Out of those who survived the journey, the numbers that were distributed to various estates were 227 men, 113 women, 40 boys, 30 girls and 21 infants. Those sent to the colonial Hospital were 2 men and 1 woman. nose sent to the convalescence depot were 4 men, 3 women, 2 boys and 1 girl. The number of orphans sent to the orphanage were 3 boys and 1 girl.

Peerally was assigned to the Phoenix Park Estate. There he carried on with his barrack type existence which was no more than a glorified form of slavery. The British’s only concern was to get the most labour out of you at the minimum cost possible while they camed on with their comfortable and luxurious life style.

After the 5 year indentureship, he moved to California where he got married to Kosemeea. There is no evidence to show how he earned his livelihood at this point in time, but there were sugar cane and cocoa plantations around and it is assumed that he and his wife continued to work on these plantations.

It appears that he stayed at California for a considerable length of time as all his eight children were born at California. The eight children in order of age were Gareeb a/k Abdul Gulab, Raesam a/k Rakmee,. Isahak, Sahidan, Goolam Hosein, a boy whose name we do not know, Rajali and Habib a/k Magran. The sixth child, whose name we do not know, died when he was 10 years old. It is said that the mother Kosemeea used to weep night and day over the loss of her dear son.

Peerally then moved from California to Poole near Rio Claro with his family as he was offered contract work in one of the estates. This was an opportunity to improve himself financially. His son Isahak, however, went to work at Caroni Ltd., Waterloo Estate. He first started as an office boy, but because of his enterprising nature, he soon moved up to the distillery section. Isahak later left that job and joined his father Peerally at Poole.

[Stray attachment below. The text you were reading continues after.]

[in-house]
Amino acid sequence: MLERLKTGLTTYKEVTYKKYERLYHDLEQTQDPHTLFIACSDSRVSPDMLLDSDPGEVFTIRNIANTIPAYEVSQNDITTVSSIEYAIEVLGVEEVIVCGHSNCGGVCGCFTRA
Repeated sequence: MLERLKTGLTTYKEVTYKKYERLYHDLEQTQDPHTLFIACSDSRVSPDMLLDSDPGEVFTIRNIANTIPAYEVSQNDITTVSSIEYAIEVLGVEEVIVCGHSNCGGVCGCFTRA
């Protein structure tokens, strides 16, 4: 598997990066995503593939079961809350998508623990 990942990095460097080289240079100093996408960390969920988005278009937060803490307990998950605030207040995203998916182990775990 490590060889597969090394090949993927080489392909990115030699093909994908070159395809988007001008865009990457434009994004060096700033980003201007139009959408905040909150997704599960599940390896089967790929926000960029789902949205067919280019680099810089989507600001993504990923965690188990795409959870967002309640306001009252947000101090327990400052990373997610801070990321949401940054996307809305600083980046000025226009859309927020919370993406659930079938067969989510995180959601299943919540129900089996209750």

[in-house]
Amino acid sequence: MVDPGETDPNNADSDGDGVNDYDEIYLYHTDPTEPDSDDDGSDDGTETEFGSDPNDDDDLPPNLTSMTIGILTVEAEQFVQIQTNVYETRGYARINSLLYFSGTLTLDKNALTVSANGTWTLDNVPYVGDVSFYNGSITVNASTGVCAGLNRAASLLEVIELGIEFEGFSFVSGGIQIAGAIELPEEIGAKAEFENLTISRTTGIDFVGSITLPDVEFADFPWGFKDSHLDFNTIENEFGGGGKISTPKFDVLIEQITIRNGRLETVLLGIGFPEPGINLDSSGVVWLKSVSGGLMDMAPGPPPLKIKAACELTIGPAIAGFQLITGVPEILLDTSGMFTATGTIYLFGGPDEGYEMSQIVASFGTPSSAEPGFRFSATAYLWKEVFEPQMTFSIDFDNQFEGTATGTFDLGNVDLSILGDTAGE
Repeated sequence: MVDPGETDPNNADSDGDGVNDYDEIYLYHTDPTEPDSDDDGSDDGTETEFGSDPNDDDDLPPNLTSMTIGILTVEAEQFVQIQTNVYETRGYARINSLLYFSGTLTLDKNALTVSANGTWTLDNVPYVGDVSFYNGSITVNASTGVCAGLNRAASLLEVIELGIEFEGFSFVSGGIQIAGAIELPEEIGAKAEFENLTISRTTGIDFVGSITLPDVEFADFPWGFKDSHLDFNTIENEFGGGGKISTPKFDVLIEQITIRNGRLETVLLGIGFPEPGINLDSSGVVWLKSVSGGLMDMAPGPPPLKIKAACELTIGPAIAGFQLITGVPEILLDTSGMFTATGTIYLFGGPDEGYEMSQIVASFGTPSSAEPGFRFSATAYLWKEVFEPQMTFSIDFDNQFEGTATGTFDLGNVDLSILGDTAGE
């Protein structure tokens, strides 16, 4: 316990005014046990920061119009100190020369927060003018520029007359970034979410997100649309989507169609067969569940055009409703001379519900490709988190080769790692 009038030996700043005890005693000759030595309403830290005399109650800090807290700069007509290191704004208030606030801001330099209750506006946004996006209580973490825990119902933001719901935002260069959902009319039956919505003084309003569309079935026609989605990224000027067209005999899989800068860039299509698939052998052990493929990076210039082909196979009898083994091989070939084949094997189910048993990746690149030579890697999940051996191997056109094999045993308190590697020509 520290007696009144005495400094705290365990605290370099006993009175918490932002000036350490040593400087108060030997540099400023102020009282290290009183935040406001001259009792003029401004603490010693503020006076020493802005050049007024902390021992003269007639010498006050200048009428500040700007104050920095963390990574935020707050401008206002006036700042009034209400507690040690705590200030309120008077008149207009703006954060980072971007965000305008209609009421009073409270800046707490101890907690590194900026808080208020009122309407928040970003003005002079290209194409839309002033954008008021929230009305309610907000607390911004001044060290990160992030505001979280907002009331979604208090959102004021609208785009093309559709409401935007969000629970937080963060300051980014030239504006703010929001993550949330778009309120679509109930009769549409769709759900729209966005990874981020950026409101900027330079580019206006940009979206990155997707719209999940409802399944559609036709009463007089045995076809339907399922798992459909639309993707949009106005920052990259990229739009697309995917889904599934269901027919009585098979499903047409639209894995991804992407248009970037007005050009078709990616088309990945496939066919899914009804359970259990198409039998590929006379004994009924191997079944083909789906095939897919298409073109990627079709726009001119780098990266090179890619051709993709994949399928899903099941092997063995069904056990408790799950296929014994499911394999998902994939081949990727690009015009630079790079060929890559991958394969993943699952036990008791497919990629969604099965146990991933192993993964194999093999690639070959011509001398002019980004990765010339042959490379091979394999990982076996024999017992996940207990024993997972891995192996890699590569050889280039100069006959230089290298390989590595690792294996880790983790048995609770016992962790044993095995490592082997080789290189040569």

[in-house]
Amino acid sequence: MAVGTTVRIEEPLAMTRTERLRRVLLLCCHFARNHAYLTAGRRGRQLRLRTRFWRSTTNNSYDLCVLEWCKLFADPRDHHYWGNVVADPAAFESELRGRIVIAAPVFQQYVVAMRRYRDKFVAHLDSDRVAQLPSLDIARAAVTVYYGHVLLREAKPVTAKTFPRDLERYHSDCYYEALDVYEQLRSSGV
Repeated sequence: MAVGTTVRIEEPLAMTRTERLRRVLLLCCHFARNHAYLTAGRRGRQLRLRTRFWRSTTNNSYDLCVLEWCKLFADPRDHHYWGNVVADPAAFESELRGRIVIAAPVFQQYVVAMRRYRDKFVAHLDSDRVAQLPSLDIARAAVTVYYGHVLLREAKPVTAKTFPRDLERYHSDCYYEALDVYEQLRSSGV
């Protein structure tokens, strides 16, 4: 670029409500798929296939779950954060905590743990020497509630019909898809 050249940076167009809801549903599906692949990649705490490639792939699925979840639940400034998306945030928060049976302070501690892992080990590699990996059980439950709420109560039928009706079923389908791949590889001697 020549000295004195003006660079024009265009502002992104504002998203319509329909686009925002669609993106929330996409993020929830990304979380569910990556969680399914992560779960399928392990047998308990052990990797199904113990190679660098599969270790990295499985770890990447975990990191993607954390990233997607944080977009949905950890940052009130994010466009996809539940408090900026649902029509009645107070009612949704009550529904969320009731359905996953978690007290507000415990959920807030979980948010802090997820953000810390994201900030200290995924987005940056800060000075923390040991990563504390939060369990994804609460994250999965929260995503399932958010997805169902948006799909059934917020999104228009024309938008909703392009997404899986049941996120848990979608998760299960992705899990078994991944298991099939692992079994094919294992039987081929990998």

It appears that Peerally and his wife worked on several estates. One such estate was the Bigesse Estate. Here, the owner having sued him for damages he left and worked on another estate.

Life on those estates was not much better than the 5 year indentureship period. To show what life was at the time, I quote from a letter sent from one of Peerally’s sons, Rajali to his daughter Sarephan who was at the time studying in England. With reference to the mother Kosemeea, it says:- “She told me about her life, when at mornings she goes to work, she used to have a little cooked food from the night’ before, she ate it before going to work. She had to weed a task, then when 9 o’clock had come she felt a little hungry, she always carried a calabash boley full of water, when this time had come she ate a little of what she had brought with her and drank a little of this water and completed her task while I was in her abdomen. Every day she completed a task of land. After completing her task one day on that very night she gave birth to Rajali. “

Later in life, Kosemeea became blind and so she could not work any more. Raza Hosein as a little boy, a stepson of Rajali, used to take her for walks along the Riverside Road in Poole.

Typical carrot (thatched roof) house

Peerally and his two sons Rajali and Goolam Hosein built a large carrot house and a wooden shop at Riverside Road in Poole. A cocoa house  (typical cocoa house shown in picture, the roof slides out to facilitate cocoa drying, and slides back in place to protect cocoa when the rain falls) was then built between the carrot house  (thatched roof house made with palm leaves, typical as shown in picture below) and the shop. Goolam Hosein lived in a room under the cocoa house. Peerally Kosemeea, Rajali and his wife Rahattan and two step children, Raza and Saliman resided in the shop house.